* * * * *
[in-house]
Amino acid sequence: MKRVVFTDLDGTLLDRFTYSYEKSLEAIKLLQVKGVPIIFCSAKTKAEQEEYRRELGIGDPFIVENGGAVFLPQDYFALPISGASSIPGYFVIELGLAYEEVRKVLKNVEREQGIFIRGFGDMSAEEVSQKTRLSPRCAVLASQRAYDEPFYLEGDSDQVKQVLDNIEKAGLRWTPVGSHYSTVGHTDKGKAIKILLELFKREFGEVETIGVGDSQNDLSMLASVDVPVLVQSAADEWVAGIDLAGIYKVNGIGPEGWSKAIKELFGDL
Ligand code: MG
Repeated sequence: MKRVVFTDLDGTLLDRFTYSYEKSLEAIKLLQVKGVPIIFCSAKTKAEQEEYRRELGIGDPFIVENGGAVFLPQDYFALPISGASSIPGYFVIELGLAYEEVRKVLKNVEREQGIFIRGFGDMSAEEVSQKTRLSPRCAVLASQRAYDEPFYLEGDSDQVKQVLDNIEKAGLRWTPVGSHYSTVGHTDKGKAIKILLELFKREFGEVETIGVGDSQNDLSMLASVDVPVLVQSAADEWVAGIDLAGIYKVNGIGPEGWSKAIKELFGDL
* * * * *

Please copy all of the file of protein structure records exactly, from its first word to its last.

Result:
[in-house]
Amino acid sequence: MKRVVFTDLDGTLLDRFTYSYEKSLEAIKLLQVKGVPIIFCSAKTKAEQEEYRRELGIGDPFIVENGGAVFLPQDYFALPISGASSIPGYFVIELGLAYEEVRKVLKNVEREQGIFIRGFGDMSAEEVSQKTRLSPRCAVLASQRAYDEPFYLEGDSDQVKQVLDNIEKAGLRWTPVGSHYSTVGHTDKGKAIKILLELFKREFGEVETIGVGDSQNDLSMLASVDVPVLVQSAADEWVAGIDLAGIYKVNGIGPEGWSKAIKELFGDL
Ligand code: MG
Repeated sequence: MKRVVFTDLDGTLLDRFTYSYEKSLEAIKLLQVKGVPIIFCSAKTKAEQEEYRRELGIGDPFIVENGGAVFLPQDYFALPISGASSIPGYFVIELGLAYEEVRKVLKNVEREQGIFIRGFGDMSAEEVSQKTRLSPRCAVLASQRAYDEPFYLEGDSDQVKQVLDNIEKAGLRWTPVGSHYSTVGHTDKGKAIKILLELFKREFGEVETIGVGDSQNDLSMLASVDVPVLVQSAADEWVAGIDLAGIYKVNGIGPEGWSKAIKELFGDL